When he was hired May 5, Solomon inherited a team of six scholarship players, led by 5-foot-7-inch senior guard Marques Green. Solomon knew Green would be an important messenger of his theme, which the coach and his staff have hammered home by wearing custom T-shirts in practice bearing the team's new mantra.

"Marques is our only senior, so if there's someone who could help me get that message out, he would be the guy,'' Solomon said of Green, who led the team and the A-10 in scoring (21.3 ppg) and had a school-record 216 assists last season. "He's the only senior and what a career he's had up to this point. I think any time it's your senior year, it's a special year, and I want to give him the best chance possible to be successful."

To that end, Solomon immediately set out to bolster his roster by recruiting three new players. Then, when he brought them together for their first practice, Solomon began the challenging task of nuturing his players, building a rapport, and earning their trust. Basketball would be fun again at St. Bonaventure as soon as the team bought into their first-year coach's theme.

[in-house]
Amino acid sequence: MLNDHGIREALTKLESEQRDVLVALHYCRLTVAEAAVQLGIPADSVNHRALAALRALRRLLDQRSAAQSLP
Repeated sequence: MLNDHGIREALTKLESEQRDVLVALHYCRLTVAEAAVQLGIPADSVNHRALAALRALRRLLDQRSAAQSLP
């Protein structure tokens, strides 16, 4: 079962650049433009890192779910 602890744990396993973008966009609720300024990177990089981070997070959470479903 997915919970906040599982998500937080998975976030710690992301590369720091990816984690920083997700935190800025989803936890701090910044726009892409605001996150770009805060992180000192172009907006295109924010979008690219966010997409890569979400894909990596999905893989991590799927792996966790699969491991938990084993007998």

"Once the fall semester began in August, I added the 'Together' part,'' he said. "That togetherness is certainly meant for myself and my staff and our young men, but I also meant that for all our alums, fans, supporters -- nationally as well as locally. While we're all disappointed in the past happenings of the spring, for us to get to where we all want and expect our university and basketball program to be, we must march forward and look to the future."

And not dwell on the past.